It’s not about what you teach, but how you teach.

I thought teaching was easy until I figured out these things
I thought teaching was easy until I figured out these things
Illustration by icons8

With more than nine years of experience in Product Design, I separate my career into 3 phases:

  • The first two years ⎼ Gain experience: Say “Yes” to everything and grind experience.
  • Next four years ⎼ Build a foundation: Learn to say “No” and storage knowledge.
  • The following years ⎼ Systemize knowledge: Share to learn and build a legacy.

I used to think of opening a Product Design course because many people requested, and I thought teaching was easy until I dug deep about it. Now I find that sharing experience and teaching are two very different things.

Whereas sharing experience involves recalling the past, teaching requires much more. In particular, knowledge must be accurate and tested through practices with many different contexts. …


The Check-Questionnaires can help you assess your design output quickly.

Illustration by Kit8

I believe this is always a hard question for us — Designers. In most instances, design output is affected by the feeling of the reviewer. That’s why it’s harder to define a design that is good enough to send than cook a dish or sew an outfit.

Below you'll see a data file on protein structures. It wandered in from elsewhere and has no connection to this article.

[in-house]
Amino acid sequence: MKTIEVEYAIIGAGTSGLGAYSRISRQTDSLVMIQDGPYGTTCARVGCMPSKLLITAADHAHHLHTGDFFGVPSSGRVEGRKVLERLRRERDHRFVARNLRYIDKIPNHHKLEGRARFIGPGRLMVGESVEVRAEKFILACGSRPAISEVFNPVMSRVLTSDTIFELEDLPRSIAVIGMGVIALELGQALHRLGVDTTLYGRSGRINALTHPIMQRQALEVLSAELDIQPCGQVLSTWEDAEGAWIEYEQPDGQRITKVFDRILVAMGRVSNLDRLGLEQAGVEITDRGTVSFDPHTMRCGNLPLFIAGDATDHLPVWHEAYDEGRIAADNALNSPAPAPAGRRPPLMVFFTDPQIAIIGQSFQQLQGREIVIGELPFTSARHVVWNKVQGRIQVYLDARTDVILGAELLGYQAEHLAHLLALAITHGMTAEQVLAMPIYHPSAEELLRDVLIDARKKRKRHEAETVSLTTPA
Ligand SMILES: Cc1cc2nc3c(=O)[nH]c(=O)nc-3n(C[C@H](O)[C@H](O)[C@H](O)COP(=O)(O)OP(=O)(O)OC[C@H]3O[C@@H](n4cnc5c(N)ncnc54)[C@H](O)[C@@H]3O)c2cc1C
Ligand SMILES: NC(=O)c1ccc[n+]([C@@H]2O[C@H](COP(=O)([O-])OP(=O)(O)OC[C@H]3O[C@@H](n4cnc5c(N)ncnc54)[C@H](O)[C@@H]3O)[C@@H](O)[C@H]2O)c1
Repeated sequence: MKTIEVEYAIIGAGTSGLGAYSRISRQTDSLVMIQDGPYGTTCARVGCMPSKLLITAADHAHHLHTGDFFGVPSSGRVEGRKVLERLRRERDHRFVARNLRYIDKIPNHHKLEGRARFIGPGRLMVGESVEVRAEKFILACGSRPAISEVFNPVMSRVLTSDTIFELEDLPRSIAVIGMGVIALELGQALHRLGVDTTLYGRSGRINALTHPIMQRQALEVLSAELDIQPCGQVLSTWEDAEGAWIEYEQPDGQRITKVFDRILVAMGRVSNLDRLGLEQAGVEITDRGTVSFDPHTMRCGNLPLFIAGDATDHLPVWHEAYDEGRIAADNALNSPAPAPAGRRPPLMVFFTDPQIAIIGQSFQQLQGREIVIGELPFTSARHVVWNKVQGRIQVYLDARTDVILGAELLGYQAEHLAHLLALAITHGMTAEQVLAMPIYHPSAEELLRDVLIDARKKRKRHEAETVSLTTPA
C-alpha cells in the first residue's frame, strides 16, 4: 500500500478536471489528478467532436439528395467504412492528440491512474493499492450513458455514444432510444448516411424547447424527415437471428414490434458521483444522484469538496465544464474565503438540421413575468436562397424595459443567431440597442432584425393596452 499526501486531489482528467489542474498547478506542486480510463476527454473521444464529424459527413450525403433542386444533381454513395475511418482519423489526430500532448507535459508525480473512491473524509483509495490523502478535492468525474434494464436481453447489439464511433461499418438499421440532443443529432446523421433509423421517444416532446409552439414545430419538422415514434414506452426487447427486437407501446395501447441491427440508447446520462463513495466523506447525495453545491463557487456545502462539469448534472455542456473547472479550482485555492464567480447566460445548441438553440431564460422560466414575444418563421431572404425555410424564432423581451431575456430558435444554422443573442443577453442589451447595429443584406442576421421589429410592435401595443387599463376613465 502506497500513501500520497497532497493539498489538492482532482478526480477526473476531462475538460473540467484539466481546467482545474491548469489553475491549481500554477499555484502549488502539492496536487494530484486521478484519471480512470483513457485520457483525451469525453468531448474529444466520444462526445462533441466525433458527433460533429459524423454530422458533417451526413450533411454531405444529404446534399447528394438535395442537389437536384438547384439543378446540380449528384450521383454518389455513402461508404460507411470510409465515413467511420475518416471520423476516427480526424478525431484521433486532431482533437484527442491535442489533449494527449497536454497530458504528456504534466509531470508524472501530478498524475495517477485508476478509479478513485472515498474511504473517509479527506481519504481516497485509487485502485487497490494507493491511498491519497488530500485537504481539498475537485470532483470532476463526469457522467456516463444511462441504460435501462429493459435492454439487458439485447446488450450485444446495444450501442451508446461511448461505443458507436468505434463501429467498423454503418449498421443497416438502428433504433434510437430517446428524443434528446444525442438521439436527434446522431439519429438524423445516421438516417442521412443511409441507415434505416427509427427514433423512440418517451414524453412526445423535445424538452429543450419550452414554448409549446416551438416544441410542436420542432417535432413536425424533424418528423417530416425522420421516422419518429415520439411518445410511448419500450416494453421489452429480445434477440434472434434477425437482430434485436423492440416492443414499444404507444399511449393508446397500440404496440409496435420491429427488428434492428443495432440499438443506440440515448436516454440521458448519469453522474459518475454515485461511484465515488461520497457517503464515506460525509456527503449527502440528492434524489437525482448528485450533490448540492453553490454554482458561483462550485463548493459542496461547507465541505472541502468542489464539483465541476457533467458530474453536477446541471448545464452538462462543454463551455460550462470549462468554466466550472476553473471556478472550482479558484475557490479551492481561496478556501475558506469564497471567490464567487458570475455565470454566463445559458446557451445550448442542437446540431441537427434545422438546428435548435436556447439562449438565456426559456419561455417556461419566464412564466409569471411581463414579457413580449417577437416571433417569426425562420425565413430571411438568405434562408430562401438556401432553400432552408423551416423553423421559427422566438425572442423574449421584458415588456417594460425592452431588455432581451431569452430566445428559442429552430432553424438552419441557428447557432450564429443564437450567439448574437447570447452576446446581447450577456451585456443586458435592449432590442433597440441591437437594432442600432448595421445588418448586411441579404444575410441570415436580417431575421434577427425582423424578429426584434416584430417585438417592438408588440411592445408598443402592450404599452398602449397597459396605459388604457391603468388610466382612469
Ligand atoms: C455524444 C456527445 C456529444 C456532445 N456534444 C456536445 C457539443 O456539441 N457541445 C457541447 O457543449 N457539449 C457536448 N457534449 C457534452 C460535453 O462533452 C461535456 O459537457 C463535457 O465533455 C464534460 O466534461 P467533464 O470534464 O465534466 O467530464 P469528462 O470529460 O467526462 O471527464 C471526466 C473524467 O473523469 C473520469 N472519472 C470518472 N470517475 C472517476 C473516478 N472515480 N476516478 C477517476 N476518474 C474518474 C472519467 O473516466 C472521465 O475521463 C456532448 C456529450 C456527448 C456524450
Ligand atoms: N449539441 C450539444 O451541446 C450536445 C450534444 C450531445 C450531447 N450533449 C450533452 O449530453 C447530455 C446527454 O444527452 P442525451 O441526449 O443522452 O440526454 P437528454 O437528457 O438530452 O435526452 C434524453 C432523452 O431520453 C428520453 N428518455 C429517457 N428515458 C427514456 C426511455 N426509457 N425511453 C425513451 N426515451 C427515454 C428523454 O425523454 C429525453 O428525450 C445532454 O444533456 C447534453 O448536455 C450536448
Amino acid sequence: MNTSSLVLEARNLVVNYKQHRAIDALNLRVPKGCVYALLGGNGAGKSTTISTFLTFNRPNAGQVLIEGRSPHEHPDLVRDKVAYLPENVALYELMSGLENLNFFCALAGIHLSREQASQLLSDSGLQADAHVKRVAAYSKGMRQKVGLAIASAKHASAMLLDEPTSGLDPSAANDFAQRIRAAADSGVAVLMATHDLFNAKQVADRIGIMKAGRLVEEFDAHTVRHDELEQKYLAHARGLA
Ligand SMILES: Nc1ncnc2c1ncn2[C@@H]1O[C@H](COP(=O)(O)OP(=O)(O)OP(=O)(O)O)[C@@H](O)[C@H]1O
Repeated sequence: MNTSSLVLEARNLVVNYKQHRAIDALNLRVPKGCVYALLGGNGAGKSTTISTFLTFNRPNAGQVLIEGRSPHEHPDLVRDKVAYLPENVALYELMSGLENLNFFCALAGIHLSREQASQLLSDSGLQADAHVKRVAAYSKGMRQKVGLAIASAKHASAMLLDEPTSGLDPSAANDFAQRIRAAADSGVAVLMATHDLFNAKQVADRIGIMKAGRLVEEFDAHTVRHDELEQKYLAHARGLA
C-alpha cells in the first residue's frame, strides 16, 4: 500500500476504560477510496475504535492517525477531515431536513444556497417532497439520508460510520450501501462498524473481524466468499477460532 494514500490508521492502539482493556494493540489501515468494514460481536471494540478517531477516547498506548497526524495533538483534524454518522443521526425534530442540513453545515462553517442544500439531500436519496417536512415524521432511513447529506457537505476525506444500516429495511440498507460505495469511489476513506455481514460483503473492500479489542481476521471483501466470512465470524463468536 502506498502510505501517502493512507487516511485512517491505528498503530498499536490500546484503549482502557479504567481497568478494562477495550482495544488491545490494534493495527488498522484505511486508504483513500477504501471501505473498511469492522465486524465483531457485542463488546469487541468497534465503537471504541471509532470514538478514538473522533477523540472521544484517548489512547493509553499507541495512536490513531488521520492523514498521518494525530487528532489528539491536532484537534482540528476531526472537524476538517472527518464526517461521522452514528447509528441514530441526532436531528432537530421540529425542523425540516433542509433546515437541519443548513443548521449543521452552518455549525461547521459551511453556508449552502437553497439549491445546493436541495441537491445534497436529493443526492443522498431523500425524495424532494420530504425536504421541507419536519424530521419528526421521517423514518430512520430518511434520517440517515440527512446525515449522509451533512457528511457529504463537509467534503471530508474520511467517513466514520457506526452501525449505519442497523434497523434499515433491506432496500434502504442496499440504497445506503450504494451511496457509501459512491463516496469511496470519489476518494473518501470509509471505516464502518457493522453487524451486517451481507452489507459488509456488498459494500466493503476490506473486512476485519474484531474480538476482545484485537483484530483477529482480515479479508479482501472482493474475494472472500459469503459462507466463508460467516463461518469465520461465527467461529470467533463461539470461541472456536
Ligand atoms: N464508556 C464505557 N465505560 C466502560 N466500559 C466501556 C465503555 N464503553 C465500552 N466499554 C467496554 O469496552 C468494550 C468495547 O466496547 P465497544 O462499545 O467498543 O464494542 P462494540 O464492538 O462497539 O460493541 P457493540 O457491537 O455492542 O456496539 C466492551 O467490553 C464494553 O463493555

Summary of experience after a few years working in the industry, I built a list of questions called:

“The Check-Questionnaires”

and use it as a checklist to review designs before sending or presenting them to clients. These questions sorted by descending priority:

1. How are Mood and Tone?

Design is all about storytelling in pictures. And just like every story needs a mood and tone, so should your design output. “What is the story you want to tell?” and “What the mood you want to set?” Ask yourself these questions to make sure the design output conveys that at first sight. …


I was not well-prepared, but I hope you will after reading this article.

Illustration by icons8

A few years ago, I had an opportunity to work with an exciting startup in Vietnam. Since I like the idea and the people on the team so bad, when I knew my design rate was too high for them, I suggested I would design their entire products in exchange for 2% of the shares company (not diluted).

But they rejected my offer!

At that time, I thought that my offer was a suitable solution to build a cooperative relationship. So I felt a bit down when that startup team rejected, but I never asked them why they made such a decision. …


Hoang Nguyen

Co-Founder and Product Design Coach at GEEK Up. Writing about Design, Business, and Personal Development. Personal site:

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